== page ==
Publications by authors named "Silver Odongo"

5 Publications

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Polycyclic aromatic hydrocarbons in breast milk of nursing mothers: Correlates with household fuel and cooking methods used in Uganda, East Africa.

Sci Total Environ 2022 Jun 26;842:156892. Epub 2022 Jun 26.

Department of Chemistry, College of Natural Sciences, Makerere University, P. O. Box 7062, Kampala, Uganda; Department of Analytical Environmental Chemistry, Helmholtz Centre for Environmental Research-UFZ, D-04318 Leipzig, Germany. Electronic address:

Maternal breast milk, which is a complete food for the infant's growth, development, and health, contains fats and lipids making it susceptible to accumulation of lipophilic compounds like polycyclic aromatic hydrocarbons (PAHs). This study aimed at analyzing correlates of measured levels of PAHs in breast milk of nursing mothers to frequently used household fuels and cooking methods in Uganda, and estimate the potential health risks of PAHs to infants through breastfeeding. Sixty breast milk samples were collected from healthy and non-smoking mothers who had lived in Kampala capital city (urban area) and Nakaseke district (rural area) for at least five years. Sample extracts were analyzed for PAHs using a gas chromatograph coupled with a triple quadrupole mass spectrometer. ∑PAHs in samples from Kampala ranged from 3.44 to 696 ng/g lw while those from Nakaseke ranged from 0.84 to 87.9 ng/g lw. PAHs with 2-3 rings were more abundant in the samples than PAHs with 4-6 rings. At least 33 % of the variance in the levels of ∑PAHs in the breast milk samples was attributable to the fuel type and cooking methods used. Nursing mothers who used charcoal for cooking accumulated higher levels of ∑PAHs in their breast milk samples compared to those who used firewood. Levels of ∑PAHs in breast milk of mothers increased depending on the cooking methods used in the order; boiling< grilling< deep-frying. In all samples, hazard quotients for PAHs were <1 and estimated incremental cancer risks were all between 10 and 10, indicating that the health risks to infants due to the ingestion of PAHs in breast milk was tolerable. Further studies with large datasets on PAHs and their derivatives and, larger samples sizes are needed to confirm these findings.
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http://dx.doi.org/10.1016/j.scitotenv.2022.156892DOI Listing
June 2022

Polycyclic aromatic hydrocarbons in sediments and fish species from the White Nile, East Africa: Bioaccumulation potential, source apportionment, ecological and health risk assessment.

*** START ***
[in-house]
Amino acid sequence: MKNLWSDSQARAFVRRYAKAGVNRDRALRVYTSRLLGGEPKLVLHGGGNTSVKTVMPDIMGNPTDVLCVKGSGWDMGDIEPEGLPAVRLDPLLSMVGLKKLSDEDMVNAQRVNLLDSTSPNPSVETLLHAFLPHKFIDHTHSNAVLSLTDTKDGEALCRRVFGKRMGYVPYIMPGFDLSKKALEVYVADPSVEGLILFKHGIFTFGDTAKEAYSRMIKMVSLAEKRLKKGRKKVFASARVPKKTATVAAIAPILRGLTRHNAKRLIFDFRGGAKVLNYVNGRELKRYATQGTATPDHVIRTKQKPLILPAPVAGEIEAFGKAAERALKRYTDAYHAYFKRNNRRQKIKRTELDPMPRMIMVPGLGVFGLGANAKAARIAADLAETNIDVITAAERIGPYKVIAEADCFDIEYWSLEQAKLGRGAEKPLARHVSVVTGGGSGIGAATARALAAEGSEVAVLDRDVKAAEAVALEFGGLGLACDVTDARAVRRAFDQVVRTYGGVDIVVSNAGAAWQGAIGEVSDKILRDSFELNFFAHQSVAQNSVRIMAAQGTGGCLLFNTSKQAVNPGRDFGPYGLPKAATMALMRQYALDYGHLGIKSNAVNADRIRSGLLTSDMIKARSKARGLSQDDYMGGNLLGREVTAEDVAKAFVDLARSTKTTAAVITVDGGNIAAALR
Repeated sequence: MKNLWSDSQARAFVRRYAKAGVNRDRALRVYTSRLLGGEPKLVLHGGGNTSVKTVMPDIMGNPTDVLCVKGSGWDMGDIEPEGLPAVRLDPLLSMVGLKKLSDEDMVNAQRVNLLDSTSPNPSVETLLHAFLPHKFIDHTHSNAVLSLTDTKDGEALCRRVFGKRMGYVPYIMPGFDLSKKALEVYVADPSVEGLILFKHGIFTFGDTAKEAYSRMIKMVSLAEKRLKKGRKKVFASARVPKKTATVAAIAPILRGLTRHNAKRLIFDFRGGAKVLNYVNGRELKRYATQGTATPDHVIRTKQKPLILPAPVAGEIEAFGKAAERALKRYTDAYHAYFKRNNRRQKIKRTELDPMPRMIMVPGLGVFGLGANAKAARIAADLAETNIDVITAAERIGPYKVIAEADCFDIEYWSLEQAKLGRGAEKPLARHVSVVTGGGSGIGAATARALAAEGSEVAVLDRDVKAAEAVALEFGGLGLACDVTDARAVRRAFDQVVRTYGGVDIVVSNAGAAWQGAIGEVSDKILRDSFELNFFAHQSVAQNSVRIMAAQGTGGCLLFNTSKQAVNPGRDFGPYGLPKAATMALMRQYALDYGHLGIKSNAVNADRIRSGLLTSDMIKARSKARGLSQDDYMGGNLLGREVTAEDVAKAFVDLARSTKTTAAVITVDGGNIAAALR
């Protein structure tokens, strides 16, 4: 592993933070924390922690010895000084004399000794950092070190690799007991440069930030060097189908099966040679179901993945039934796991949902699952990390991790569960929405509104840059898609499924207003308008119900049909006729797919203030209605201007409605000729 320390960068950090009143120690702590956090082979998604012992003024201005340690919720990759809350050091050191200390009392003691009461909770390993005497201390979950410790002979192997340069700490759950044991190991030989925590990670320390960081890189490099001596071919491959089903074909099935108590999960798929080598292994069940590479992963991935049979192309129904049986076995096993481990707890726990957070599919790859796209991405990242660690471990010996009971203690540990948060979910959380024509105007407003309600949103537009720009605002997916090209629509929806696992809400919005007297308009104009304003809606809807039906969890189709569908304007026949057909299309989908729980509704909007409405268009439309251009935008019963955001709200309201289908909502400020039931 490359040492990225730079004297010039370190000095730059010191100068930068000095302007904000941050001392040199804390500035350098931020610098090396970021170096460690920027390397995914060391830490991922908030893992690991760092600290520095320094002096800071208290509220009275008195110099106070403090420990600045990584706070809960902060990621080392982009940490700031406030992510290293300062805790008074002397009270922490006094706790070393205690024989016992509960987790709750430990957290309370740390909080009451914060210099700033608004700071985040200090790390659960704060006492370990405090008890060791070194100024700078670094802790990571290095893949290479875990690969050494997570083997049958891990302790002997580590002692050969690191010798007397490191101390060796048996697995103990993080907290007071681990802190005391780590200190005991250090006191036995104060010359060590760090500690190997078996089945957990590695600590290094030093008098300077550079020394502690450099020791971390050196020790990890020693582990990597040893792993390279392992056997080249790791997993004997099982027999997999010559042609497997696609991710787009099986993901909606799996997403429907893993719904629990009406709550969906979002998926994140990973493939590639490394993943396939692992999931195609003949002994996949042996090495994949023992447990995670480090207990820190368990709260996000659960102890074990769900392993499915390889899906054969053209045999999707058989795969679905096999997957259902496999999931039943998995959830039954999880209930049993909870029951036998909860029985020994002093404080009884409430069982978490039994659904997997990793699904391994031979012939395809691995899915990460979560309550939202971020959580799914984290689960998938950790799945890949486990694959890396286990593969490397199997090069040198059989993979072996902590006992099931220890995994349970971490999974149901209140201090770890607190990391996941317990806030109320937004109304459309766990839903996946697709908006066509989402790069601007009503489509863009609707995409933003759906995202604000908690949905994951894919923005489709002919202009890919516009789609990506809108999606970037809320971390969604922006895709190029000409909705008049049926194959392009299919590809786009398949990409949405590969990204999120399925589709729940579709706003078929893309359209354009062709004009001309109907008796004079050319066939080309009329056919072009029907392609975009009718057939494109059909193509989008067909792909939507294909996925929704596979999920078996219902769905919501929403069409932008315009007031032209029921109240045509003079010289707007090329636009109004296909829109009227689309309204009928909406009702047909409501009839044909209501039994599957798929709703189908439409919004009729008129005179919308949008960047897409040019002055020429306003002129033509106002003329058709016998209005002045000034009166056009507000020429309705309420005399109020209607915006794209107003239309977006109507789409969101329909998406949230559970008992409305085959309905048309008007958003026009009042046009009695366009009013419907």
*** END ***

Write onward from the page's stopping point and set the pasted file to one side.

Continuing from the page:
Environ Pollut 2021 Jun 2;278:116855. Epub 2021 Mar 2.

Department of Chemistry, Makerere University, P. O Box 7062, Kampala, Uganda. Electronic address:

The impact of oil exploration and production activities on the environment of sub-saharan African countries is not well studied. This study aimed at determining concentrations, sources, and bioaccumulation of 13 polycyclic aromatic hydrocarbons (PAHs) in sediments and fish from the White Nile near Melut oil fields, South Sudan. The study also assessed the ecological and human health risk associated with PAHs in this aquatic system. Total (∑) PAH concentrations ranged from 566 to 674 ng gdry weight (dw) in sediments, while those in fish were 191-1143 ng g wet weight (ww). ∑PAH concentrations were significantly higher in C. gariepinus than in other fish species. Low molecular weight PAHs (LPAHs) dominated the profile of PAHs in sediments (constituted 95% of ∑PAHs) and fish (97% of ∑PAHs). Compared to Sediment Quality Guidelines of the United States Oceanic and Atmospheric Administration, the levels of LPAHs in this study were all above the threshold effect limits, but below the probable effect level, while those of high molecular weight PAHs (HPAHs) were all below the lowest effect levels. The carcinogenic potency equivalent concentrations of PAHs in L. niloticus and C. gariepinus were above the US EPA screening level; suggesting consumption of these species could adversely affect human health. Biota-sediment accumulation factor values (range: 0.006-3.816 g OC g lipid) for PAHs showed high bioaccumulation of LPAHs in fish muscle, and that bioaccumulation decreased with increase in hydrophobicity of the compounds. This is possibly because LPAHs have higher aqueous solubilities which increases their bioavailability through water-gill transfers compared to HPAHs. Profiles of PAHs in the White Nile environment indicate predominant contribution from petrogenic sources, which could be attributed to presence of crude oil reservoirs and oil production operations. More research into the levels of other environmental pollutants in the oil-rich area is recommended.